Ten years ago today, I awoke on my 22nd birthday with a fog behind my eyes. Not for the normal reasons a 22 year old wakes up foggy headed, but because I was smack dab in the middle of falling into a depression. A depression that started a few years prior to that as moodiness, lethargy, and anti-socialness. Then by the time of my 22nd birthday I was full-on in it. Sinking, but not quite drowning, yet. I was still functioning, mostly... making it to most of my classes. But, after another 3 weeks or so I was barely able to pull myself out of bed a lot of days.
I went to a school counselor shortly after my 22nd birthday. She had shiny, short hair, glasses, and a warm voice. Her walls were mauve (I had imagined mint green), but she didn't have a couch. I guess that would have just been overkill. After some brief small talk, she asked me how I felt.
"I feel nothing."
And we sat there for a second. She looked at me like I had just told her the most normal thing in the world.
"...and feeling nothing makes me feel weird. And guilty. And scared."
She took the reins from there and told me that with no prior history of depression, that I was just essentially suffering from a case of "senioritis" which tauts "the blues" as a symptom. The "fear of the unknown," she had said.
She gave me a card with a 24 hour hotline on it. "Just in case." And I left her office and went home and went to bed.
After that... I graduated, I moved, I looked for work, I took the GRE and some classes. Another couple of birthdays would eventually pass, each one worse than the previous. It's a hard thing to describe... depression, and I'm sure it's different for everyone, but for me it was like an enormous vaccuum that hovered over me constantly. I felt like I had this tremendous pressure sucking at me, chasing me, pulling at me, literally sucking the joy and the life out of me.
Here's the thing. I had spent the first 18 years of my life carefully planning the rest of my life. And then I spent 4 years in college honing those plans and guess what. NOTHING came out the way I had planned. I mean, not even remotely. So, when the depression started, it was so easy to just throw some more baggage on there... disappointment? Sure! Self-Loathing? Why not?!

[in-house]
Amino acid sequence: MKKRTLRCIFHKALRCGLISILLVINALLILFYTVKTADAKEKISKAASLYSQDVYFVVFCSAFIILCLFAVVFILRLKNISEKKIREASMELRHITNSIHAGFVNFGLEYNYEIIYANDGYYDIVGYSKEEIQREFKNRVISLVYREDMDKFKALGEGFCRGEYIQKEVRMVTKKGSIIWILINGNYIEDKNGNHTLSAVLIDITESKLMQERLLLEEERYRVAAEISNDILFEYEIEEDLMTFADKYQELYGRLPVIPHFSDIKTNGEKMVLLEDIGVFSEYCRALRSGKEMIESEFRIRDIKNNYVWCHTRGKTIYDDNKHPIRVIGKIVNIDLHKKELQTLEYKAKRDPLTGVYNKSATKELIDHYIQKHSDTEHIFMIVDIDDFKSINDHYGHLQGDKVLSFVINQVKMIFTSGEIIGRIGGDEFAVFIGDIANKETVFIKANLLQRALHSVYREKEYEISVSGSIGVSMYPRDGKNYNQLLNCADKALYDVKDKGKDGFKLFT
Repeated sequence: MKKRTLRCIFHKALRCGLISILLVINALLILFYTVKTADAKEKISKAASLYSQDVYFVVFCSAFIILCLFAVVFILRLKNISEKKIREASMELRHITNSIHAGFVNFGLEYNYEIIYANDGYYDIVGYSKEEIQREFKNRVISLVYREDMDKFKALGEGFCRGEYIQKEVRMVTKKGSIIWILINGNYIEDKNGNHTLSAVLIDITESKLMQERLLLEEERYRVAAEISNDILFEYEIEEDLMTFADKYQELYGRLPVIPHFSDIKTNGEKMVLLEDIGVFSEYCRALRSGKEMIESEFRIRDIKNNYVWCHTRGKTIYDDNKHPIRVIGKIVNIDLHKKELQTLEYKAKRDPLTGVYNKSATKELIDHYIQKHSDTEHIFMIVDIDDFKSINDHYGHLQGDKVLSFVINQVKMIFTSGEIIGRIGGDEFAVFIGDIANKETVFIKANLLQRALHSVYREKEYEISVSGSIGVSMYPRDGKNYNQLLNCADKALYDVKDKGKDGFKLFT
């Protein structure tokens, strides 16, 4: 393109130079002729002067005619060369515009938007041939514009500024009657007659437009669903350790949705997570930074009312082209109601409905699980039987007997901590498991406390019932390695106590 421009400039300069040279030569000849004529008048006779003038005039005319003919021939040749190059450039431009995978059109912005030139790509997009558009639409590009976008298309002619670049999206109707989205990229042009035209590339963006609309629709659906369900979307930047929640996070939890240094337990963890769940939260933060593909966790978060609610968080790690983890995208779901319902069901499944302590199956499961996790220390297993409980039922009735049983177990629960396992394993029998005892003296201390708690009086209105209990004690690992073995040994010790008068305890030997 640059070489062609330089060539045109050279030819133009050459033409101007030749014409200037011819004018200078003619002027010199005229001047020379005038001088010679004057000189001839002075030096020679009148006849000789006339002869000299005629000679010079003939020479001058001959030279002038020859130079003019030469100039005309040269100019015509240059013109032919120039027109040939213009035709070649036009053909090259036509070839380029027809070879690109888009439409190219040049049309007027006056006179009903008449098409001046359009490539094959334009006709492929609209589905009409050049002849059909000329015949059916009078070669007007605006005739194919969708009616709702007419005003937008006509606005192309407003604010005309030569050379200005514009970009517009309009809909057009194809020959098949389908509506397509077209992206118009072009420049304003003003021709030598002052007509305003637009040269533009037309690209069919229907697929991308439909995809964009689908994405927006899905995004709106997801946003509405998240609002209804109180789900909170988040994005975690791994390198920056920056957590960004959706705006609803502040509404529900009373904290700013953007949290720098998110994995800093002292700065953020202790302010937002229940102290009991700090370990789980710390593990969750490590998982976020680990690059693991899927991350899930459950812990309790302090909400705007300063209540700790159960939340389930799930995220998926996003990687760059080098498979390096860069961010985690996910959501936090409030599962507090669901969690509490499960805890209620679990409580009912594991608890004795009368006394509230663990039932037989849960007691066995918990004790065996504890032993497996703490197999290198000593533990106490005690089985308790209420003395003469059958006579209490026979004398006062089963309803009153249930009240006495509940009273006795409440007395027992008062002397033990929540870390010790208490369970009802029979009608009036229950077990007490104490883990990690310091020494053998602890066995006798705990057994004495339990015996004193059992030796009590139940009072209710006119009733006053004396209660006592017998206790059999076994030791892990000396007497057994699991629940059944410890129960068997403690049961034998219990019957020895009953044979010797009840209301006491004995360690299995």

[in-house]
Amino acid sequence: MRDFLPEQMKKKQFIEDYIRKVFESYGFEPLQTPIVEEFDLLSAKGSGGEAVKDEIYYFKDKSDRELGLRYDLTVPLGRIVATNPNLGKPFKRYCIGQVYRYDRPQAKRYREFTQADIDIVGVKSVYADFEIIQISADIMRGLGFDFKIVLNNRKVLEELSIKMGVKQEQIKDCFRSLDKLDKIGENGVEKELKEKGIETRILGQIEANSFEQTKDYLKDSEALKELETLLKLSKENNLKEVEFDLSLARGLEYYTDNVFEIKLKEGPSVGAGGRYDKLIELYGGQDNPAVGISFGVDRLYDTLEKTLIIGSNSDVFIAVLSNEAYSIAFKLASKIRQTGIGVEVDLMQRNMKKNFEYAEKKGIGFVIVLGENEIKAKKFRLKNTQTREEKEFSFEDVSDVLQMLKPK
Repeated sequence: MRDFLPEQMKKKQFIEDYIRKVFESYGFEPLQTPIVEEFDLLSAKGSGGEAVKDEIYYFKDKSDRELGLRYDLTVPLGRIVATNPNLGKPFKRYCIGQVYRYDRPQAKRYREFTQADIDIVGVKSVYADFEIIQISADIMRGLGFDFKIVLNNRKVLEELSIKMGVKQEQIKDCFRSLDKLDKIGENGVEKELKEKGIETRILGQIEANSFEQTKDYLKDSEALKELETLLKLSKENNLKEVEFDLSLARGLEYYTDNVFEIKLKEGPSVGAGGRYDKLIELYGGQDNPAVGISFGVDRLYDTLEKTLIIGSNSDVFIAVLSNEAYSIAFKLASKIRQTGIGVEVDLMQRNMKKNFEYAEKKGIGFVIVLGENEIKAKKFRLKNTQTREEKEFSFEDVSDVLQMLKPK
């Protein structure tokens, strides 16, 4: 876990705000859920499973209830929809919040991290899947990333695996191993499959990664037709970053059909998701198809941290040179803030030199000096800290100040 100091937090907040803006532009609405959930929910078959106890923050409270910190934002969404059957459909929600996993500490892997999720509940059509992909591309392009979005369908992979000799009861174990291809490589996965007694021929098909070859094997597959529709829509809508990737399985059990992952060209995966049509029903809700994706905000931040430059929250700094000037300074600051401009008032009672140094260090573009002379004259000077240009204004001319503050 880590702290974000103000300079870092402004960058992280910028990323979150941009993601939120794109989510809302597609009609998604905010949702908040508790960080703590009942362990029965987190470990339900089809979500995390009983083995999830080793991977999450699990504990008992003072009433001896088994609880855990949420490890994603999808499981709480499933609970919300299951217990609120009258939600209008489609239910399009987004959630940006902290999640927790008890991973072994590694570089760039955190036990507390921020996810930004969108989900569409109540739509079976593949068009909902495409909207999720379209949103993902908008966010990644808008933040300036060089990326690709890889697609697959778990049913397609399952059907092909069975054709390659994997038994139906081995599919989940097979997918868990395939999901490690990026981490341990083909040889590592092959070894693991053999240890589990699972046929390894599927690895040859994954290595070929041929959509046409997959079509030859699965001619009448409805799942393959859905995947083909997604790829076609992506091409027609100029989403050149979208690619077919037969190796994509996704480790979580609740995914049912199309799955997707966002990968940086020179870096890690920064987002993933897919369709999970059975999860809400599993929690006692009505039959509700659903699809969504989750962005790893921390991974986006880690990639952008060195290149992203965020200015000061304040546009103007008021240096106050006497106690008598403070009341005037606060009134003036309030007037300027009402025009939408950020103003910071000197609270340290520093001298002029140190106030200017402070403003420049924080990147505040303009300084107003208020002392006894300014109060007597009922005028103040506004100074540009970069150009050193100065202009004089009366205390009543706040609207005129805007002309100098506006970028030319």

Finally, after a few years of this, I kinda started to get sick of feeling like shit. And you know what... somedays, I just had no choice. But other days, I did. Occasionally, I'd wake up and the fog would be lighter and it was on one of those days that I did the one thing that ended up saving my life...
Running saved my life. Not just emotionally, but physically, too. I started running one day on a whim. I could only make it a few yards, so I would walk/run but, I kept it up. At first, it was more of a distraction than anything else. But it became a source of pride... something that I was doing for myself. A week after my 26th birthday I ran my first 5k. I finished in 41:24 and ran the entire way. I'll never forget that day or that race. I went to the race alone, I ran it alone, and I finished it alone. It was my proudest moment. From then on, the fog lessened more and more everyday. I started to see the other side through the fog and I started living my life.
I'll say it again, running saved my life. It made me "feel" again.
If I could go back in time today and talk to my 22 year old self, I'd probably say...
Listen, it gets harder before it gets easier. There are a lot of bad days. But on one of those not so awful days, you tell yourself that happiness doesnt fall off trees and rain down over you. It's something that you have to wake up every single day of your life and decide that you want it. You have decide that you're going to work for it, because it's worth it. And you know what, it might not work. I don't know how clinical, medical, or fucked up you really are right now. Telling yourself to be happy isn't going to work everyday... but it might work one of those days. And all it takes is one day... one day to start the cycle back to living.
P.S. Your 30s kick ass.
So, on this... my 32nd birthday, I am grateful to be where I am today. I don't think about that 22 year old girl very often, but lately, I have been. And to be honest, I don't feel sorry for her or wish things were any easier for her. I am where I am today because of everything in my past. Were there easier paths to here? I'm sure. But, now, I know that I can handle the hard way.
"For what it's worth: it's never too late or, in my case, too early to be whoever you want to be. There's no time limit, stop whenever you want. You can change or stay the same, there are no rules to this thing. We can make the best or the worst of it. I hope you make the best of it. And I hope you see things that startle you. I hope you feel things you never felt before. I hope you meet people with a different point of view. I hope you live a life you're proud of. If you find that you're not, I hope you have the strength to start all over again." -- F. Scott Fitzgerald.
Happy Birthday to Me!